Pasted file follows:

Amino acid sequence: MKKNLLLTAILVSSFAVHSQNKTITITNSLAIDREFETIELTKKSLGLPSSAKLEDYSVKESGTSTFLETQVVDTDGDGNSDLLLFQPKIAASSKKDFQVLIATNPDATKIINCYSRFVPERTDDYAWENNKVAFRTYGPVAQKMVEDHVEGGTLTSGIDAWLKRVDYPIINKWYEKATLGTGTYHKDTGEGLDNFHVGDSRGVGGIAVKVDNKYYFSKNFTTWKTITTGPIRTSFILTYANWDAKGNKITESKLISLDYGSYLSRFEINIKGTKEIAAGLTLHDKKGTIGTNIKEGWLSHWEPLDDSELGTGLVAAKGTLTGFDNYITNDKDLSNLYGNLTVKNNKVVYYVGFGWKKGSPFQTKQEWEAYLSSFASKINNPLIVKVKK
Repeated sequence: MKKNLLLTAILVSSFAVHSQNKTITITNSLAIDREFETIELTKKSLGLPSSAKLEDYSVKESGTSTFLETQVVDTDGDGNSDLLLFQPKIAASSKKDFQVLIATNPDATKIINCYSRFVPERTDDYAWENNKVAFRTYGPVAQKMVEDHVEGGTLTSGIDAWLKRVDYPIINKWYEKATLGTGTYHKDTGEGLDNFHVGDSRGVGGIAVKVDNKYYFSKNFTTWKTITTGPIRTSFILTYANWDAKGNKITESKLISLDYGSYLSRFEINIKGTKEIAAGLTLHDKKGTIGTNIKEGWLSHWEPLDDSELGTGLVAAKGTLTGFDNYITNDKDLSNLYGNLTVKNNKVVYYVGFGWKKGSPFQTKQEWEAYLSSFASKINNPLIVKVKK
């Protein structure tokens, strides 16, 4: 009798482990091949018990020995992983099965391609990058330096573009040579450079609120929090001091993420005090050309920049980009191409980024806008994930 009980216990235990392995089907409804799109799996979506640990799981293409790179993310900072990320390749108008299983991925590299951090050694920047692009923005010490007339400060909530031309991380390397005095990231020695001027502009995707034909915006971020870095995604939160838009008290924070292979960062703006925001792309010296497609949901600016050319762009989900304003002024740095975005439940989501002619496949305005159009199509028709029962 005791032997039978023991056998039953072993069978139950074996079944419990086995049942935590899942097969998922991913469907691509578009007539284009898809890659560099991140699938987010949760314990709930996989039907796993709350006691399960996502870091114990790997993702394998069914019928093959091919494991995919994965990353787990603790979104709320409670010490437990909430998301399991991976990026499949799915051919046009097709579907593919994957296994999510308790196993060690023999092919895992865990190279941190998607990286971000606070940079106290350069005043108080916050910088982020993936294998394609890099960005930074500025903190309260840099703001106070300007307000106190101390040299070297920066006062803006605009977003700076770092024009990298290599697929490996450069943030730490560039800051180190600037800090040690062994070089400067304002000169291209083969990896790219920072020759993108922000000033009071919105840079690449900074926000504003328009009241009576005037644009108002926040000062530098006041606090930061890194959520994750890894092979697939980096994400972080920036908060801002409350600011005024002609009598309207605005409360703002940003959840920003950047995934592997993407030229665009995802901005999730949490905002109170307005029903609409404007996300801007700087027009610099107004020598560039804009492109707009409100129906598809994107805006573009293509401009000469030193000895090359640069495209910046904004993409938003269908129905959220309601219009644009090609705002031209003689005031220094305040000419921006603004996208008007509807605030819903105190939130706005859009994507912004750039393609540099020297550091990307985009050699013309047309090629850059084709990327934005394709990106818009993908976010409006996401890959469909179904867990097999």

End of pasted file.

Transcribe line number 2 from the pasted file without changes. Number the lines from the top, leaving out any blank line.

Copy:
Repeated sequence: MKKNLLLTAILVSSFAVHSQNKTITITNSLAIDREFETIELTKKSLGLPSSAKLEDYSVKESGTSTFLETQVVDTDGDGNSDLLLFQPKIAASSKKDFQVLIATNPDATKIINCYSRFVPERTDDYAWENNKVAFRTYGPVAQKMVEDHVEGGTLTSGIDAWLKRVDYPIINKWYEKATLGTGTYHKDTGEGLDNFHVGDSRGVGGIAVKVDNKYYFSKNFTTWKTITTGPIRTSFILTYANWDAKGNKITESKLISLDYGSYLSRFEINIKGTKEIAAGLTLHDKKGTIGTNIKEGWLSHWEPLDDSELGTGLVAAKGTLTGFDNYITNDKDLSNLYGNLTVKNNKVVYYVGFGWKKGSPFQTKQEWEAYLSSFASKINNPLIVKVKK